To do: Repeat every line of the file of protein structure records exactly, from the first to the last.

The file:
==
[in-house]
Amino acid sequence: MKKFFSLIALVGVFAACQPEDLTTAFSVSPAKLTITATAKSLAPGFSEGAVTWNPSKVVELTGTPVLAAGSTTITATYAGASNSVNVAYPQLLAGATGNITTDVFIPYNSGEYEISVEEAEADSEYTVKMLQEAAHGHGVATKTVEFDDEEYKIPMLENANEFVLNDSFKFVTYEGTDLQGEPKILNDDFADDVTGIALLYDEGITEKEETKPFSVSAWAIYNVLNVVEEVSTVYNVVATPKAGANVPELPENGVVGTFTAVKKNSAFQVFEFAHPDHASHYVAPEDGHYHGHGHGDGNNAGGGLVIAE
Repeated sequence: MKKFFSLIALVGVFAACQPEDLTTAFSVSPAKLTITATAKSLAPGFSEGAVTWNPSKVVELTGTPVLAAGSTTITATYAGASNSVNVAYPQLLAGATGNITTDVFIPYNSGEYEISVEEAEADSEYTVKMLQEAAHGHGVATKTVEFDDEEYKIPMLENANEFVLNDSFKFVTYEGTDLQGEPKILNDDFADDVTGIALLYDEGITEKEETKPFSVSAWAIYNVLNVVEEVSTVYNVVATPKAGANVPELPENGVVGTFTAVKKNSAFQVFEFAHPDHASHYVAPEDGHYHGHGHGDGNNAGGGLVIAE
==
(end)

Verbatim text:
[in-house]
Amino acid sequence: MKKFFSLIALVGVFAACQPEDLTTAFSVSPAKLTITATAKSLAPGFSEGAVTWNPSKVVELTGTPVLAAGSTTITATYAGASNSVNVAYPQLLAGATGNITTDVFIPYNSGEYEISVEEAEADSEYTVKMLQEAAHGHGVATKTVEFDDEEYKIPMLENANEFVLNDSFKFVTYEGTDLQGEPKILNDDFADDVTGIALLYDEGITEKEETKPFSVSAWAIYNVLNVVEEVSTVYNVVATPKAGANVPELPENGVVGTFTAVKKNSAFQVFEFAHPDHASHYVAPEDGHYHGHGHGDGNNAGGGLVIAE
Repeated sequence: MKKFFSLIALVGVFAACQPEDLTTAFSVSPAKLTITATAKSLAPGFSEGAVTWNPSKVVELTGTPVLAAGSTTITATYAGASNSVNVAYPQLLAGATGNITTDVFIPYNSGEYEISVEEAEADSEYTVKMLQEAAHGHGVATKTVEFDDEEYKIPMLENANEFVLNDSFKFVTYEGTDLQGEPKILNDDFADDVTGIALLYDEGITEKEETKPFSVSAWAIYNVLNVVEEVSTVYNVVATPKAGANVPELPENGVVGTFTAVKKNSAFQVFEFAHPDHASHYVAPEDGHYHGHGHGDGNNAGGGLVIAE